While Chipworks picked apart the iPhone 7 on sale in the USA and Europe, rival teardown gurus at iFixit used a Japanese version, which has a Qualcomm modem instead.
The iPhone 7 teardown by Chipworks revealed that the A10 processor is being single sourced from TSMC.
Wireless chipmaker Qorvo also has two chips inside the new iPhone, components manufactured in Hillsboro.
"Intel supplied not just one, but two RF transceivers, the baseband modem, and the (RF) power management IC", reads a blog post.
Apple never reveals specifics about the guts of its iPhones, and keeps its modem technology especially secret.
The fact that Apple is adding an Intel modem to the mix this time for phones sold in the U.S. means that not all iPhone 7s will work with all American carriers.
The iPhone 7 went on sale Friday and tech whizzes immediately went to work dissecting it to see what's inside. That's a big win for the world's largest chipmaker, which has been shut out of the iPhone and most other smartphones after famously arriving late to the mobile computing market. This is apparently a result of a modem supplier split between Intel and Qualcomm, with Intel's current chips unable to support CDMA networks due to licensing issues. iPhone 7 and 7 Plus models with Qualcomm modems can support both GSM and CDMA networks. Its not known (but likely) that the CDMA variants connecting to Sprint or Verizon stuck to Qualcomm for their modems.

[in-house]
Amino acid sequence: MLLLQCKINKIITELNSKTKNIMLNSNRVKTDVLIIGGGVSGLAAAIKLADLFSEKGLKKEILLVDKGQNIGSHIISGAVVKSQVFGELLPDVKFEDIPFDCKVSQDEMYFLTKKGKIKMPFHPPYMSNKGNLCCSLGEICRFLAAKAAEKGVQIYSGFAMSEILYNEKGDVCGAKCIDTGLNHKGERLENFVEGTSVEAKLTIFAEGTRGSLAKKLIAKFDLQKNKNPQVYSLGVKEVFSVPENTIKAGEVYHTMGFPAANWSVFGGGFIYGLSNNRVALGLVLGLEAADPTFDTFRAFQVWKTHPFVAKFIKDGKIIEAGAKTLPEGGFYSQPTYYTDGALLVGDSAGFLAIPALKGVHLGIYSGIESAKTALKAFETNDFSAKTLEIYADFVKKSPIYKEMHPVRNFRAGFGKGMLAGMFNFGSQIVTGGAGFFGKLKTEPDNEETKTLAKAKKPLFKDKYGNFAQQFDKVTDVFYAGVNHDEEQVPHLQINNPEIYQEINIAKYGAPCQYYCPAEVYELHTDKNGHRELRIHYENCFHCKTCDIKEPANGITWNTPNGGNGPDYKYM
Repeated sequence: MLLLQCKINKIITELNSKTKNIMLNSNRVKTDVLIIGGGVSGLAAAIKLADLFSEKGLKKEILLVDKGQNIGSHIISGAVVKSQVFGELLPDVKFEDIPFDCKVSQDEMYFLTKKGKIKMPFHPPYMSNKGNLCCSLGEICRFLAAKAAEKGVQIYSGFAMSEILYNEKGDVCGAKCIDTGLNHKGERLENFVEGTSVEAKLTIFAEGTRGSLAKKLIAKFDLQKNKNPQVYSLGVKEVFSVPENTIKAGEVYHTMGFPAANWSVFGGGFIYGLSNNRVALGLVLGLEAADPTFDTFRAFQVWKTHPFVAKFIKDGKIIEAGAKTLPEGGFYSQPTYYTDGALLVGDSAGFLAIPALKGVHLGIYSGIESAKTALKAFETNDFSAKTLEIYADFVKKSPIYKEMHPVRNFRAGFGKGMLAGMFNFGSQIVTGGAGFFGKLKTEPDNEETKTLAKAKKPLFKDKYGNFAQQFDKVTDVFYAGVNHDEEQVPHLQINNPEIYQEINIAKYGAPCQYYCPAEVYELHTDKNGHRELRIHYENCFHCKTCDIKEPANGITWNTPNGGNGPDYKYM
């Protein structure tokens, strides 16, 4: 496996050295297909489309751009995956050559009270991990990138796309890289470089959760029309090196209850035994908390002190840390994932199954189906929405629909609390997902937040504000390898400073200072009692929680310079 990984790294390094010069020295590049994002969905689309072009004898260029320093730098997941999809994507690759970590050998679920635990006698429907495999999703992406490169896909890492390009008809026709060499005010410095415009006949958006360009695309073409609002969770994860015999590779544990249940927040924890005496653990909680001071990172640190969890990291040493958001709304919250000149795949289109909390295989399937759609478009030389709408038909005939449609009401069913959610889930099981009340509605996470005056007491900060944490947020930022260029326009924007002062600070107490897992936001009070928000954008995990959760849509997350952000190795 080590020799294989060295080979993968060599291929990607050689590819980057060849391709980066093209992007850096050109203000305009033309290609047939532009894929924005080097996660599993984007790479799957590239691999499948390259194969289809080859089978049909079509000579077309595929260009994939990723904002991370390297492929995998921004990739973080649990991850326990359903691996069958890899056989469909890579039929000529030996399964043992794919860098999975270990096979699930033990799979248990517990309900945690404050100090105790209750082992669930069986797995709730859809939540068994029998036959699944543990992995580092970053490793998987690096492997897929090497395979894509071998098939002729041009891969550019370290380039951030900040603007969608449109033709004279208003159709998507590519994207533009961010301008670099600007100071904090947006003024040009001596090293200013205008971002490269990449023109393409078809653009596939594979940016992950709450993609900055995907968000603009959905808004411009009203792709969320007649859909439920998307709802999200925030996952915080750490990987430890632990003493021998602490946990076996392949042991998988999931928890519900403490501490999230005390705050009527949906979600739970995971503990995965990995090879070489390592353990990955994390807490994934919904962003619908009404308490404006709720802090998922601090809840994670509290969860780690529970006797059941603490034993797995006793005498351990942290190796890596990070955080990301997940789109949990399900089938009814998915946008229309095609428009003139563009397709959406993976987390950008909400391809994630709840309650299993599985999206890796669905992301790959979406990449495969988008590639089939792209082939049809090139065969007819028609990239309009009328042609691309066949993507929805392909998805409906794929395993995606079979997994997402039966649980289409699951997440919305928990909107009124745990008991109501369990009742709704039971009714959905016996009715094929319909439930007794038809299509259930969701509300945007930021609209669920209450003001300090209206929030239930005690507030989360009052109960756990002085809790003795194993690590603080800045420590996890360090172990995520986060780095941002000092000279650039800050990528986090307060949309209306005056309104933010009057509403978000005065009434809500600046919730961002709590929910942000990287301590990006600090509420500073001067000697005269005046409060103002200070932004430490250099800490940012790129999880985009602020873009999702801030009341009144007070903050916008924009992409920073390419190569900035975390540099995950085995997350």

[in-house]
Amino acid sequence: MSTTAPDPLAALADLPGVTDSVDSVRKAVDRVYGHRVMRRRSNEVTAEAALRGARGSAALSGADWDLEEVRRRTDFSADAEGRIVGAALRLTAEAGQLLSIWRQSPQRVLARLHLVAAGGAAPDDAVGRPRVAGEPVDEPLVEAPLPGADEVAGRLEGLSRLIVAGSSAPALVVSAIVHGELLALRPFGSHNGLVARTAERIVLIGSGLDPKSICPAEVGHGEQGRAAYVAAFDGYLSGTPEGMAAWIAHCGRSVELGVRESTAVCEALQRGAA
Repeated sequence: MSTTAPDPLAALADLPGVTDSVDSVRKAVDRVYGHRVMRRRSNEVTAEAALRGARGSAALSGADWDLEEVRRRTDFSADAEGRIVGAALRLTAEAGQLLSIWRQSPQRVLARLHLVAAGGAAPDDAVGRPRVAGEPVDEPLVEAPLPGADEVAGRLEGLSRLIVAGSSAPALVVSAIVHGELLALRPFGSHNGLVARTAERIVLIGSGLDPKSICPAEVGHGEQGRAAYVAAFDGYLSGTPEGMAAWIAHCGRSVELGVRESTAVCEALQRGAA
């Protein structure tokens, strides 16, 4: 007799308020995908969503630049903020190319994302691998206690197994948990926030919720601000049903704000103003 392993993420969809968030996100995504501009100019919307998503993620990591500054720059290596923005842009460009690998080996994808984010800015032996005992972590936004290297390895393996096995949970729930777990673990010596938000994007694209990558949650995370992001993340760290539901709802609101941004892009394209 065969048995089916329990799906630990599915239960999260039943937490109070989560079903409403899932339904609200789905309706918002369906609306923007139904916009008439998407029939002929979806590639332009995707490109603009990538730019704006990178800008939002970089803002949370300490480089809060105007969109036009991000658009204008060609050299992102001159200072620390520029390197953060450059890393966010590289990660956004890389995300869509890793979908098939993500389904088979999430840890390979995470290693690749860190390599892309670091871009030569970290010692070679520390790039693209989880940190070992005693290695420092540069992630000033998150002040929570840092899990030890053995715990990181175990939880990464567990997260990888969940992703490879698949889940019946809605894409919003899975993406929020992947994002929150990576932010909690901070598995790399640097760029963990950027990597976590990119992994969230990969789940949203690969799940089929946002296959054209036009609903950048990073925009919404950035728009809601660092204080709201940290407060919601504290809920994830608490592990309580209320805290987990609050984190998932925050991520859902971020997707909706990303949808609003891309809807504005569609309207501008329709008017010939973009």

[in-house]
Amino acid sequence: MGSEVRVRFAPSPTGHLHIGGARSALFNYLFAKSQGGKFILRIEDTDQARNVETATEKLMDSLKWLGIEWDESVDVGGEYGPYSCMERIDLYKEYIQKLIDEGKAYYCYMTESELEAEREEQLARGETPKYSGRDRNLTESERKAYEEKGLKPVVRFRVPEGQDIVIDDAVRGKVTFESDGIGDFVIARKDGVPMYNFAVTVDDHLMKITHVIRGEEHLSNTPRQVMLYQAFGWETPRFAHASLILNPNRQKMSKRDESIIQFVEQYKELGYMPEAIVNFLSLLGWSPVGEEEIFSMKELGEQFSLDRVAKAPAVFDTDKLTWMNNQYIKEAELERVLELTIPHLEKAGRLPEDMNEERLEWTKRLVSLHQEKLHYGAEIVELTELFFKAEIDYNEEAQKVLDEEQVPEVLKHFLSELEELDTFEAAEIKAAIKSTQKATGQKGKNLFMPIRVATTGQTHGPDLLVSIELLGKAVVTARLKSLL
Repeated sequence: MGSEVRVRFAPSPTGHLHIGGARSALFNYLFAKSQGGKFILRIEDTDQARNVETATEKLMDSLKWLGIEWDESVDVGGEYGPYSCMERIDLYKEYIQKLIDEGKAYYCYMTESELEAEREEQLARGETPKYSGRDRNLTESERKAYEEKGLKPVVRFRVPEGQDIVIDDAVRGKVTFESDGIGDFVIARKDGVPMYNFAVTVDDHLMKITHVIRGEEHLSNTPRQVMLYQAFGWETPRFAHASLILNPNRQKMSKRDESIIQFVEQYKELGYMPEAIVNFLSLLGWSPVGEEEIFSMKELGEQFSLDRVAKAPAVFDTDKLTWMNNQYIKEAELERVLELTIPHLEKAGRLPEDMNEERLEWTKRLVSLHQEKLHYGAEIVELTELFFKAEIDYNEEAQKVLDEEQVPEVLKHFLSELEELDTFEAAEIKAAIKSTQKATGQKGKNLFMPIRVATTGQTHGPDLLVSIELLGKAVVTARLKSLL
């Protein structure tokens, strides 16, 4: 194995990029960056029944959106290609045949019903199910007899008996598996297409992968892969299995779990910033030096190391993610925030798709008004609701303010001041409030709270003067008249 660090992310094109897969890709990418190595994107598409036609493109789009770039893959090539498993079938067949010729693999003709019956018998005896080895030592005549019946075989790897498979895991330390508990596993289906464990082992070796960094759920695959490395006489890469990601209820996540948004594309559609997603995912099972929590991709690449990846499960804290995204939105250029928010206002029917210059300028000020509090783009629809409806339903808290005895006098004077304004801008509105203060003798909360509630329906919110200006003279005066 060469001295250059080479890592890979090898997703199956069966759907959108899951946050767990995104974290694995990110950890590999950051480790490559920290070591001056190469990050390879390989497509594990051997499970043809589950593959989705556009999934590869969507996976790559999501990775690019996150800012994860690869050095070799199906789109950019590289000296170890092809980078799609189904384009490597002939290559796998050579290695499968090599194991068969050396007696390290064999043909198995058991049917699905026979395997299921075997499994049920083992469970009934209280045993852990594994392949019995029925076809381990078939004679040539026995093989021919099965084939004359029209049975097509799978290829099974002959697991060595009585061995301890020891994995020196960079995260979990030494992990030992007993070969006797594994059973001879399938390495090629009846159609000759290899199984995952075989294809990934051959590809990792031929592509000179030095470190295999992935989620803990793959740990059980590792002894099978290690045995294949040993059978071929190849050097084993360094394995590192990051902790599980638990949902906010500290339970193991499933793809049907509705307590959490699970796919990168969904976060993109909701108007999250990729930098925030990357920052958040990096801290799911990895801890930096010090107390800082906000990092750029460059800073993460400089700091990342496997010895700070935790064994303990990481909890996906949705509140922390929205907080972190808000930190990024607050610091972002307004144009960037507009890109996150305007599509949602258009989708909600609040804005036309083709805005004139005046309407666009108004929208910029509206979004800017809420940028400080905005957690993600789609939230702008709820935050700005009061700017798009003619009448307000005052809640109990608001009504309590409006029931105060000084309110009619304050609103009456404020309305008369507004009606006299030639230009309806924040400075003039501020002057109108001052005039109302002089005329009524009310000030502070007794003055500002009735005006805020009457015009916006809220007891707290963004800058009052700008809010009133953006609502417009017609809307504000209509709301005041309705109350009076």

The teardown confirmation has also solidified earlier rumors of Apple going for multiple modem vendors.